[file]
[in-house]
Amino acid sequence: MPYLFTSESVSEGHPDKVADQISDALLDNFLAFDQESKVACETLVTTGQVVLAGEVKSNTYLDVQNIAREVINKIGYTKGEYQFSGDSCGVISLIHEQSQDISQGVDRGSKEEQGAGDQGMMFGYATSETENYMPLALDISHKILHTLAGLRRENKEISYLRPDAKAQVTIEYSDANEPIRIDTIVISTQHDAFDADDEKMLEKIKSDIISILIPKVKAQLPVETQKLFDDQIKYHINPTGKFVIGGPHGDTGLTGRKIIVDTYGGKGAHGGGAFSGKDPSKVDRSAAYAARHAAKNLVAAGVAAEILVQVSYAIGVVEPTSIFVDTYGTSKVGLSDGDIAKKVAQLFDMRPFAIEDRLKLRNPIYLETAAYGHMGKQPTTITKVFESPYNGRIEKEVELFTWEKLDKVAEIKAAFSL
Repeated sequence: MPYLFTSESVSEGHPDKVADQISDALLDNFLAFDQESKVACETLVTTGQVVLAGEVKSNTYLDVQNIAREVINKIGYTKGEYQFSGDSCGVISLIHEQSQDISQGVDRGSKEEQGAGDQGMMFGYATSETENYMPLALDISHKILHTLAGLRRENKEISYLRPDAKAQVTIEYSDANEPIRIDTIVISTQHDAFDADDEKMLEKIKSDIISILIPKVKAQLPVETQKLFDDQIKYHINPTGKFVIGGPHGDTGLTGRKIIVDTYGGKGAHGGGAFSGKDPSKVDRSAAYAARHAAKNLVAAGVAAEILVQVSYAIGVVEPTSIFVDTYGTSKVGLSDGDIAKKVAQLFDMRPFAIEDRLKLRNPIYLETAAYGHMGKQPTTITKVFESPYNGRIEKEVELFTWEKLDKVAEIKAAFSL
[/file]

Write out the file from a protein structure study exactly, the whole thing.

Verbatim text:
[in-house]
Amino acid sequence: MPYLFTSESVSEGHPDKVADQISDALLDNFLAFDQESKVACETLVTTGQVVLAGEVKSNTYLDVQNIAREVINKIGYTKGEYQFSGDSCGVISLIHEQSQDISQGVDRGSKEEQGAGDQGMMFGYATSETENYMPLALDISHKILHTLAGLRRENKEISYLRPDAKAQVTIEYSDANEPIRIDTIVISTQHDAFDADDEKMLEKIKSDIISILIPKVKAQLPVETQKLFDDQIKYHINPTGKFVIGGPHGDTGLTGRKIIVDTYGGKGAHGGGAFSGKDPSKVDRSAAYAARHAAKNLVAAGVAAEILVQVSYAIGVVEPTSIFVDTYGTSKVGLSDGDIAKKVAQLFDMRPFAIEDRLKLRNPIYLETAAYGHMGKQPTTITKVFESPYNGRIEKEVELFTWEKLDKVAEIKAAFSL
Repeated sequence: MPYLFTSESVSEGHPDKVADQISDALLDNFLAFDQESKVACETLVTTGQVVLAGEVKSNTYLDVQNIAREVINKIGYTKGEYQFSGDSCGVISLIHEQSQDISQGVDRGSKEEQGAGDQGMMFGYATSETENYMPLALDISHKILHTLAGLRRENKEISYLRPDAKAQVTIEYSDANEPIRIDTIVISTQHDAFDADDEKMLEKIKSDIISILIPKVKAQLPVETQKLFDDQIKYHINPTGKFVIGGPHGDTGLTGRKIIVDTYGGKGAHGGGAFSGKDPSKVDRSAAYAARHAAKNLVAAGVAAEILVQVSYAIGVVEPTSIFVDTYGTSKVGLSDGDIAKKVAQLFDMRPFAIEDRLKLRNPIYLETAAYGHMGKQPTTITKVFESPYNGRIEKEVELFTWEKLDKVAEIKAAFSL